How to Convert Knitted Fabric Requirement from Meter to Kg (Kilogram)

Question: How can I convert knitted fabric from meters to kg? Suppose someone ordered me to make 1700 meters fabric with 230gsm and 72" width then how can I convert it into kg. Please advice. ... asked by OCS reader.

You can convert fabric requirement from meter to kg (weight) provided you have information of the following parameters
  • Fabric width
  • Fabric weight per square unit (Normally fabric weight is represented per square meter in grams. (GSM) )
  • Fabric weight that you want to convert in meters
Use the following formula to know the approximate weight of the fabric roll.

Weight of a fabric roll is calculated using this formula

Areas of the fabric roll in open width X weight per square unit

Weight (in gram) = Fabric length (in meter) X fabric width (in meter) X Fabric GSM

In the example:
  1. Fabric length is 1700 meters
  2. Fabric width = 72 inch convert it into meters = (72 * 2.54) /100 =1.83 meters
  3. Fabric GSM = 230 grams
Use above formula to find the result

Weight (in gram) = 1700 X 1.83 X 230 = 715,530 grams

Convert weight into Kg dividing it by 1000.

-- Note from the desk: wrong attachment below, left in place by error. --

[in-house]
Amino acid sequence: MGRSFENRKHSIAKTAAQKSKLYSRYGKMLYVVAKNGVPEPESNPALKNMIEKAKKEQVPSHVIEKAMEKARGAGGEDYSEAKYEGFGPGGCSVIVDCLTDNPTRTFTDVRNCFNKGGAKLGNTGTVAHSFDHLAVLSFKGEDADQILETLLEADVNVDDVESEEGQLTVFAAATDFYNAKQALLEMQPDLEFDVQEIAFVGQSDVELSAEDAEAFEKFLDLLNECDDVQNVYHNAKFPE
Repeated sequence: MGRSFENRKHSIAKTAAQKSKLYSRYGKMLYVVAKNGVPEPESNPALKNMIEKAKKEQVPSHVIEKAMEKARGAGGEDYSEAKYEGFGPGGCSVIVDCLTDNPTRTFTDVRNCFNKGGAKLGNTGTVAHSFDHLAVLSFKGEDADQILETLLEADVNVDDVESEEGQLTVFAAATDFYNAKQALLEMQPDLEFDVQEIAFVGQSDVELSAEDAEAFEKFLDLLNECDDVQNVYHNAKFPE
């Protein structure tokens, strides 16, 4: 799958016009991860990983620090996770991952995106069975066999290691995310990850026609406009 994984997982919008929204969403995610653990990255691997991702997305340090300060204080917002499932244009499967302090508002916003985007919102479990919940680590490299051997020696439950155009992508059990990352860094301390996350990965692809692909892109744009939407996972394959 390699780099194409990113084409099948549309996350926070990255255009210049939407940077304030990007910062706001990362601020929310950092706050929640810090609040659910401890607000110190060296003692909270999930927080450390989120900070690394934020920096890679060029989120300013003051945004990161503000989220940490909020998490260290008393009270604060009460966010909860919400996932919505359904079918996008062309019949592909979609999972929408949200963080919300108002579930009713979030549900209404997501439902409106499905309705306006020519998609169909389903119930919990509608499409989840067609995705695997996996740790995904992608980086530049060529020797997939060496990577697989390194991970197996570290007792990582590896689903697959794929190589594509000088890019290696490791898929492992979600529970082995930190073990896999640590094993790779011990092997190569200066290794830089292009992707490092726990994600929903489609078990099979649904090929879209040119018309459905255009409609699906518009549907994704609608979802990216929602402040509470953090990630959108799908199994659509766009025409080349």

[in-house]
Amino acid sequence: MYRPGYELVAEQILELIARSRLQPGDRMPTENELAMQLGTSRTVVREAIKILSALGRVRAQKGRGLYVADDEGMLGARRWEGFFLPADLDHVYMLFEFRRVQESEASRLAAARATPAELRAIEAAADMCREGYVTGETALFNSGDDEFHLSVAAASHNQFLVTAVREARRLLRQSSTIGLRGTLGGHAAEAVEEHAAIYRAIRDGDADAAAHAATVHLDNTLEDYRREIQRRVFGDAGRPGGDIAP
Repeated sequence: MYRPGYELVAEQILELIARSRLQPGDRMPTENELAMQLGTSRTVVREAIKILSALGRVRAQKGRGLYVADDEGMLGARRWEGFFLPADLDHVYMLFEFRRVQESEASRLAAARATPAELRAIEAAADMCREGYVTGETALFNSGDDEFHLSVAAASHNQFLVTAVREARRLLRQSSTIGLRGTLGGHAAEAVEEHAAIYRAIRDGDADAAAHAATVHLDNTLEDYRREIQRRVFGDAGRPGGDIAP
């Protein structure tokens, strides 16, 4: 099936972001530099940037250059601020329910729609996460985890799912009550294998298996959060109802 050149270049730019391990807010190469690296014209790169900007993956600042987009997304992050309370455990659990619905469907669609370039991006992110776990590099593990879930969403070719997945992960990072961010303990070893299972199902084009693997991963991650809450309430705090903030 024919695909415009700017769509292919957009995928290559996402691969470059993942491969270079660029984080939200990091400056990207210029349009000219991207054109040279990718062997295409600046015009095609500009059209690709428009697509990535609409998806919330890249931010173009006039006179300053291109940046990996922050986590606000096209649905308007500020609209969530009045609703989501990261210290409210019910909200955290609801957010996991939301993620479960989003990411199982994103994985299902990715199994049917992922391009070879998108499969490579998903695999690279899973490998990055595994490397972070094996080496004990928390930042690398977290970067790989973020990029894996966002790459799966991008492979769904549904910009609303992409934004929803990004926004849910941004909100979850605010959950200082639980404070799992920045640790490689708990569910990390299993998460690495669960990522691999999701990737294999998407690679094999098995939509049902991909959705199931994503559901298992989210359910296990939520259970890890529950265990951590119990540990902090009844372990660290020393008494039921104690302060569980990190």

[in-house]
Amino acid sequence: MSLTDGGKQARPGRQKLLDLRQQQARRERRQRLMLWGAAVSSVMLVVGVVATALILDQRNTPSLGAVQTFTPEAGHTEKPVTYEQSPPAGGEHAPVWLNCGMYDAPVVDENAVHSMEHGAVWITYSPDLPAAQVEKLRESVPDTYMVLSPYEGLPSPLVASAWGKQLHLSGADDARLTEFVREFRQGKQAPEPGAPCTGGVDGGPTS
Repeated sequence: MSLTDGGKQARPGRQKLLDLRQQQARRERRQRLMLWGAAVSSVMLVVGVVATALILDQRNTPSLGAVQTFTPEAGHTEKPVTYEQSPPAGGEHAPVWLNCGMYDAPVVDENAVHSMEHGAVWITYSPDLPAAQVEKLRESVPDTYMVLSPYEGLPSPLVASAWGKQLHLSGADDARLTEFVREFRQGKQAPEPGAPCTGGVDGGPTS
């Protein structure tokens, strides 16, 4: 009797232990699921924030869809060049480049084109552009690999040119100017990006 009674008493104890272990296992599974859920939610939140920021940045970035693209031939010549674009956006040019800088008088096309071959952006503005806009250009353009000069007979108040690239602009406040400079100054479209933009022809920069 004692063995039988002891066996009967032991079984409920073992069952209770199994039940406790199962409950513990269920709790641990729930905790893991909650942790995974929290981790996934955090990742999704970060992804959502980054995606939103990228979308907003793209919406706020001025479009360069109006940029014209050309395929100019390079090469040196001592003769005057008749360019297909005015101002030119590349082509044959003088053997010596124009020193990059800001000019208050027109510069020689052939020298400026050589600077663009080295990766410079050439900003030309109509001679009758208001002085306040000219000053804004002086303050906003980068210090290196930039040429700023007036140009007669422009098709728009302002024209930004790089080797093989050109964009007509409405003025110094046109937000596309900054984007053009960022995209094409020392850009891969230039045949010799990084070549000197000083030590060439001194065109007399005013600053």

Therefore fabric weight will be 715.53 Kgs

Also Read: How to Convert Knitted Fabric Requirement from Kg to Meter

Note: The above formula will give you the approx weight of the fabric roll as the density of the fabric throughout the roll length may change. Secondly, if you include more than one roll in the calculation, the width of the fabric may also vary roll to roll.

Use the following calculator for online conversion from Meter to Kg

Convert Knits Fabric Requirement from Meter to Kilogram(Kg)

Parameter Enter Value Result (Kilogram)
Length (Meter)

Width (Inch)



I hope this will help you in your work. Thanks for learning with OCS. Share this to let others learn.

Prasanta Sarkar

Prasanta Sarkar is a textile engineer and a postgraduate in fashion technology from NIFT, New Delhi, India. He has authored 6 books in the field of garment manufacturing technology, garment business setup, and industrial engineering. He loves writing how-to guide articles in the fashion industry niche. He has been working in the apparel manufacturing industry since 2006. He has visited garment factories in many countries and implemented process improvement projects in numerous garment units in different continents including Asia, Europe, and South Africa. He is the founder and editor of the Online Clothing Study Blog.

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